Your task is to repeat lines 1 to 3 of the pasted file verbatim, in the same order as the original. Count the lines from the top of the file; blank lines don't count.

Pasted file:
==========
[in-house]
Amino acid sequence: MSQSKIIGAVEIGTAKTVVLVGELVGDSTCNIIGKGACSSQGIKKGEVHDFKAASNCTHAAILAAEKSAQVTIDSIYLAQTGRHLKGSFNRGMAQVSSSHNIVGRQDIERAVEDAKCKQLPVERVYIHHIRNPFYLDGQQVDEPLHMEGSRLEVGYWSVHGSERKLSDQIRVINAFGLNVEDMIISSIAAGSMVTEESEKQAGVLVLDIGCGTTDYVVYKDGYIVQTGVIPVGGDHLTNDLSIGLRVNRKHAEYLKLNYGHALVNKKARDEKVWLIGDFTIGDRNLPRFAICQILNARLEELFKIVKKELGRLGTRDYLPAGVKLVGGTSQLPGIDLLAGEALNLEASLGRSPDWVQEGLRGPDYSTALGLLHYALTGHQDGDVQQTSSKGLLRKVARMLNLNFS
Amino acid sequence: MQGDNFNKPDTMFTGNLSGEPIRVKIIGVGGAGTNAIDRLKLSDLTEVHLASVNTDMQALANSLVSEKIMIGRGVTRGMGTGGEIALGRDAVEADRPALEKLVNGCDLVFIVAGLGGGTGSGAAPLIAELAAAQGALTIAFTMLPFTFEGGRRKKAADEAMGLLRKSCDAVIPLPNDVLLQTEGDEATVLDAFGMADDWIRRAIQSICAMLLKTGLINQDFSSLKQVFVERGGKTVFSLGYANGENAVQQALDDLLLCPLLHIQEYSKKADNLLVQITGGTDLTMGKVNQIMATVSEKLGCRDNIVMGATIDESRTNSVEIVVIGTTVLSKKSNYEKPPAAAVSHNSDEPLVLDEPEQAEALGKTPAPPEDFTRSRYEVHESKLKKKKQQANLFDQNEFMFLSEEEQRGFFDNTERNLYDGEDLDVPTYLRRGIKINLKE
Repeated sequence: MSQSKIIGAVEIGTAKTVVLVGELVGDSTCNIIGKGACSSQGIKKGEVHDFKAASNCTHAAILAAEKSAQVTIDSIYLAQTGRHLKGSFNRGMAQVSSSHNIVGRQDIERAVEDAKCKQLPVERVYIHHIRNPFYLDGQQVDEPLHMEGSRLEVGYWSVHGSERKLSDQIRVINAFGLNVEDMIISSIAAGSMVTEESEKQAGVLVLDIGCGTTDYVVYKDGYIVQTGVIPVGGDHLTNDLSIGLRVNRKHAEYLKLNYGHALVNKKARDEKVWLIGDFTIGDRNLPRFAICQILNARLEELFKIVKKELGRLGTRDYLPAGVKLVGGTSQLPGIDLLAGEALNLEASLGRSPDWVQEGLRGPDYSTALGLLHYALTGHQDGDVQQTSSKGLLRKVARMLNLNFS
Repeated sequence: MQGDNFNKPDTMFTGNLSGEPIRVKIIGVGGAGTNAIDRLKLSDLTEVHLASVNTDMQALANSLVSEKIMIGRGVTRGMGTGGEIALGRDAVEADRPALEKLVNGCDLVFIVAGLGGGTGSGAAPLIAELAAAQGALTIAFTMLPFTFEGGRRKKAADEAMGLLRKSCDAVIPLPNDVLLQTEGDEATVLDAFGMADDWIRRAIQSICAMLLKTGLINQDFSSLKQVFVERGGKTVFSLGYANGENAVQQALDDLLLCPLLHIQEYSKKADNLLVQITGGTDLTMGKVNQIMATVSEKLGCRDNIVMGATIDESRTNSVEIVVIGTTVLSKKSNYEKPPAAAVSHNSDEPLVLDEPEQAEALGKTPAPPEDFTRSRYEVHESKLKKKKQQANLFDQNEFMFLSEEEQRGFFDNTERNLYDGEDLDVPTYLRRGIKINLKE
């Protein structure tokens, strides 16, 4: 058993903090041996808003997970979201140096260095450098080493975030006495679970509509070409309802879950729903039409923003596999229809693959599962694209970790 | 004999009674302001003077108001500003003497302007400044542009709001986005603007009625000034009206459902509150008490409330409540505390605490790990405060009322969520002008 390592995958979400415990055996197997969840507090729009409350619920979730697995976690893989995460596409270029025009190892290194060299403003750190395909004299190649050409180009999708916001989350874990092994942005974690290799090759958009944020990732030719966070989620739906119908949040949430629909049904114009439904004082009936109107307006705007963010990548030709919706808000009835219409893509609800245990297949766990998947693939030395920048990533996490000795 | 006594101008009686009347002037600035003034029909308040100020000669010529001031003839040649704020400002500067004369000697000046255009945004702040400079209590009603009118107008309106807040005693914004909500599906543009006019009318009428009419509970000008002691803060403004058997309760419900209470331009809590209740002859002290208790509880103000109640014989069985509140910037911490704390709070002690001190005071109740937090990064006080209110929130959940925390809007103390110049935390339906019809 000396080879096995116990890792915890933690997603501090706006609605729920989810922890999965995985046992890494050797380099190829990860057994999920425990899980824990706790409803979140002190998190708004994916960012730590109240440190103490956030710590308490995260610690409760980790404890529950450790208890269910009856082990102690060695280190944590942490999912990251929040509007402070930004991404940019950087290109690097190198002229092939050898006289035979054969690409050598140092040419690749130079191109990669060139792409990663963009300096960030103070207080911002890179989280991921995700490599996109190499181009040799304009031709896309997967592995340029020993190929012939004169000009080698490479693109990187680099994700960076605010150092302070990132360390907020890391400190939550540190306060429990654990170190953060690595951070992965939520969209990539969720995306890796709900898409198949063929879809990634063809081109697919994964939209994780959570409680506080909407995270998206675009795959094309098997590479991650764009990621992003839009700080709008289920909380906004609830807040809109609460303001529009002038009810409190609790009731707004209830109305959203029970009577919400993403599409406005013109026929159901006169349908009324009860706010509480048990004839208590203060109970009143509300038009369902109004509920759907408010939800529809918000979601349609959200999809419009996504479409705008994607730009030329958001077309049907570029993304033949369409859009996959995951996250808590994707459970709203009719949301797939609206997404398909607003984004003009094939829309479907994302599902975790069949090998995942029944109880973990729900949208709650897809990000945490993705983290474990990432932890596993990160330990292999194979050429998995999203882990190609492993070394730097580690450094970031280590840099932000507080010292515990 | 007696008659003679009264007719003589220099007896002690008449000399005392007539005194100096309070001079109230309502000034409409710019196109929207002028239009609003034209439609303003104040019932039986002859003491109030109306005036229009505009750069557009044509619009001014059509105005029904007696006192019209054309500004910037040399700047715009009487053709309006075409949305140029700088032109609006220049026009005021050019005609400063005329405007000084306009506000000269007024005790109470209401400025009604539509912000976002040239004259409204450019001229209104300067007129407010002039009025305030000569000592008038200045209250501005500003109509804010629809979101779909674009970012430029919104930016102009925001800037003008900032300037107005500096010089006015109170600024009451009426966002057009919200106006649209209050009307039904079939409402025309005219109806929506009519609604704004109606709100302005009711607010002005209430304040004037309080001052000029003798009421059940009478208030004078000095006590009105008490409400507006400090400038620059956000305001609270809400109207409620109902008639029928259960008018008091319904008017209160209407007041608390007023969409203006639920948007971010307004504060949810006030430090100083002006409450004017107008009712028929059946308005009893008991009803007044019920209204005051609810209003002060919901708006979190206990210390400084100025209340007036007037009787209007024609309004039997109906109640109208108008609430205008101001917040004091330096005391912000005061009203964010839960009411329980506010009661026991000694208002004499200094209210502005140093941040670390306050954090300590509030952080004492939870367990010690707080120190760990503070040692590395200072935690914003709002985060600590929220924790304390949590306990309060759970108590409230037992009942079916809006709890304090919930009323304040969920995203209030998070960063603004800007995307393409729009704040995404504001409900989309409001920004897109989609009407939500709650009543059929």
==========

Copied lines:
[in-house]
Amino acid sequence: MSQSKIIGAVEIGTAKTVVLVGELVGDSTCNIIGKGACSSQGIKKGEVHDFKAASNCTHAAILAAEKSAQVTIDSIYLAQTGRHLKGSFNRGMAQVSSSHNIVGRQDIERAVEDAKCKQLPVERVYIHHIRNPFYLDGQQVDEPLHMEGSRLEVGYWSVHGSERKLSDQIRVINAFGLNVEDMIISSIAAGSMVTEESEKQAGVLVLDIGCGTTDYVVYKDGYIVQTGVIPVGGDHLTNDLSIGLRVNRKHAEYLKLNYGHALVNKKARDEKVWLIGDFTIGDRNLPRFAICQILNARLEELFKIVKKELGRLGTRDYLPAGVKLVGGTSQLPGIDLLAGEALNLEASLGRSPDWVQEGLRGPDYSTALGLLHYALTGHQDGDVQQTSSKGLLRKVARMLNLNFS
Amino acid sequence: MQGDNFNKPDTMFTGNLSGEPIRVKIIGVGGAGTNAIDRLKLSDLTEVHLASVNTDMQALANSLVSEKIMIGRGVTRGMGTGGEIALGRDAVEADRPALEKLVNGCDLVFIVAGLGGGTGSGAAPLIAELAAAQGALTIAFTMLPFTFEGGRRKKAADEAMGLLRKSCDAVIPLPNDVLLQTEGDEATVLDAFGMADDWIRRAIQSICAMLLKTGLINQDFSSLKQVFVERGGKTVFSLGYANGENAVQQALDDLLLCPLLHIQEYSKKADNLLVQITGGTDLTMGKVNQIMATVSEKLGCRDNIVMGATIDESRTNSVEIVVIGTTVLSKKSNYEKPPAAAVSHNSDEPLVLDEPEQAEALGKTPAPPEDFTRSRYEVHESKLKKKKQQANLFDQNEFMFLSEEEQRGFFDNTERNLYDGEDLDVPTYLRRGIKINLKE